Chilean Patagonia is a region that offers very particular living conditions, in which only animals in southern Chile can adapt. From abundant vegetation, unpredictable weather and, to almost no human interventions in some areas.
You will find here wildlife found in only a few places in the world or that are definitely on the verge of extinction.
Are you planning a trip to Patagonia with your family? In this magical corner of the planet, you will see some beautiful animals that will leave a mark on your journey.
Get to know some of the 6 most remarkable animals of Chilean Patagonia.
1. The small Ñandú
The ñandúes (also known as choiques) are a species similar to the ostrich that lives in the Patagonian steppe.
The small ñandu is a subspecies in danger of extinction. Although it doesn’t fly, it uses its wings to gather speed when running away from predators. In fact, it can reach up to 60 km/hr. It weighs 15-25 kilos, and its feathers depict white, gray and brown spots.
The history of the small ñandú dates back centuries. British scientist Charles Darwin took his time to realize that this was a different species from the common ñandú.
What's more, its sole existence questioned the theory at the time that each species had been specially created to adapt to its habitat.
When he unexpectedly found remains of this bird, Darwin understood that species can change and adapt over time, depending on conditions.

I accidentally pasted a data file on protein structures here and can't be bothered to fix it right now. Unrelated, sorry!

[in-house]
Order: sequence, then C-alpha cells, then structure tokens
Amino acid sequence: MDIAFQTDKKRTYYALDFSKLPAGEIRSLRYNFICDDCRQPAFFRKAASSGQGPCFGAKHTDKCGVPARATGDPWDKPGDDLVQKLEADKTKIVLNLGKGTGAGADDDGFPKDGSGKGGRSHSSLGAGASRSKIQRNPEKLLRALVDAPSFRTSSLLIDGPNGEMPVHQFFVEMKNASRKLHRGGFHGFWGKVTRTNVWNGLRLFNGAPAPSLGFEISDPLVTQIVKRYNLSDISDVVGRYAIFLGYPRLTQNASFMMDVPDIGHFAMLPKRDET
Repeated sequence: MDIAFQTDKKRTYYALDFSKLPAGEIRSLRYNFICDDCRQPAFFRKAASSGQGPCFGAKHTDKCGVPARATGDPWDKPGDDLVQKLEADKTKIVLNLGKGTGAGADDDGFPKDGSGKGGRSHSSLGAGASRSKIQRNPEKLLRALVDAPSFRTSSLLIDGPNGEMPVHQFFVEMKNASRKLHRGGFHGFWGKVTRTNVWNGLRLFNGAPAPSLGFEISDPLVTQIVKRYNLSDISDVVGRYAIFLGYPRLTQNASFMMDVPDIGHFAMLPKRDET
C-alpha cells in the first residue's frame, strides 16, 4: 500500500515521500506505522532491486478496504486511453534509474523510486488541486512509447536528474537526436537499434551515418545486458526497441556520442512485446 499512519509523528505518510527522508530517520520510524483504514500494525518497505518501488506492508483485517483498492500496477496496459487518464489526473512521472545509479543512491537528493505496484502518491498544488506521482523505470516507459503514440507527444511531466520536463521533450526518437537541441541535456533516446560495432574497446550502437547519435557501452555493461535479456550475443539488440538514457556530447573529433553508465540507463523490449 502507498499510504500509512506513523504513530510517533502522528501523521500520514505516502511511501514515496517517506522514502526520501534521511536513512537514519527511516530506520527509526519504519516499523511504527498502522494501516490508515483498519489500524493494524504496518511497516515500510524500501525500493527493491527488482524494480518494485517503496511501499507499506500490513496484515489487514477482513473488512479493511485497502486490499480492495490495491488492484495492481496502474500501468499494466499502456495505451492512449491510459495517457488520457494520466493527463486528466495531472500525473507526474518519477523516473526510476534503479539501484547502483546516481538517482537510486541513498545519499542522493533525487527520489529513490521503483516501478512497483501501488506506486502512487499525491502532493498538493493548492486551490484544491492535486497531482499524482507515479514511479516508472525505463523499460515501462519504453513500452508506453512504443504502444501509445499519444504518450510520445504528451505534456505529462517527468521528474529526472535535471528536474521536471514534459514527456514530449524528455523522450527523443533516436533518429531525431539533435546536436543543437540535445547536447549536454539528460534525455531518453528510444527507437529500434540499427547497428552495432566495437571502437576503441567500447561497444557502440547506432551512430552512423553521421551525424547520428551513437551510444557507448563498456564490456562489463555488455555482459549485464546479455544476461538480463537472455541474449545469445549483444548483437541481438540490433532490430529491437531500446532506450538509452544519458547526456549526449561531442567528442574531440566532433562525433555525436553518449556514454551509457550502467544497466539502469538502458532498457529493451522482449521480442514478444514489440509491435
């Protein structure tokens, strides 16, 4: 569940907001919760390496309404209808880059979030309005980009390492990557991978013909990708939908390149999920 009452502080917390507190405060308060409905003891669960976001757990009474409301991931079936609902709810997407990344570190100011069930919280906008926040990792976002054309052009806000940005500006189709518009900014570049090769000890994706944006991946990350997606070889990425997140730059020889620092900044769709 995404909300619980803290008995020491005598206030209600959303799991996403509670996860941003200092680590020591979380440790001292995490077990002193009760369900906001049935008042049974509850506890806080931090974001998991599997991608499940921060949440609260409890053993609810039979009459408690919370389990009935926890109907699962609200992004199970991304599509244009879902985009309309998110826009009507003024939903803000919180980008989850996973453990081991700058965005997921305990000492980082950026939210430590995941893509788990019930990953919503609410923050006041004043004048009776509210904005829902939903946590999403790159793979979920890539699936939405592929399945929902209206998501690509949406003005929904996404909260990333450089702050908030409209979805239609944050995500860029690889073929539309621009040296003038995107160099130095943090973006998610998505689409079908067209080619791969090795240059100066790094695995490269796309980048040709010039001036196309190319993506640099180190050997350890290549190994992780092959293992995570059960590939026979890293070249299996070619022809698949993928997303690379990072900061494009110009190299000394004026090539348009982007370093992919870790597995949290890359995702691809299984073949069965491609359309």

Studies show that the largest population of small ñandús is found in Chacabuco Valley, in Aysén region, in the extreme south of Chile.
Ñandús feed primarily on leaves, seeds, and roots, but they also consume insects and small rodents. A peculiarity of this kind is that the male is in charge of incubating the eggs and caring for offspring when they are born.
Their main threat is hunting and the collection of eggs for food.
This mammal belongs to the same family of the deer, and it’s a Chilean emblem. In fact, it’s shown in Chile’s national shield.
It is robust, about one meter high, very docile and similar to the European red deer.
Unfortunately, it classifies as "endangered" in the Red List of Threatened Species by the International Union for Conservation of Nature (IUCN).
There would be only 2,000 huemules in the world (they live the forests of the Patagonian Andean Mountains exclusively), scattered between the Nevados de Chillán and the Strait of Magellan. Its population has decreased by 50% in the last 500 years.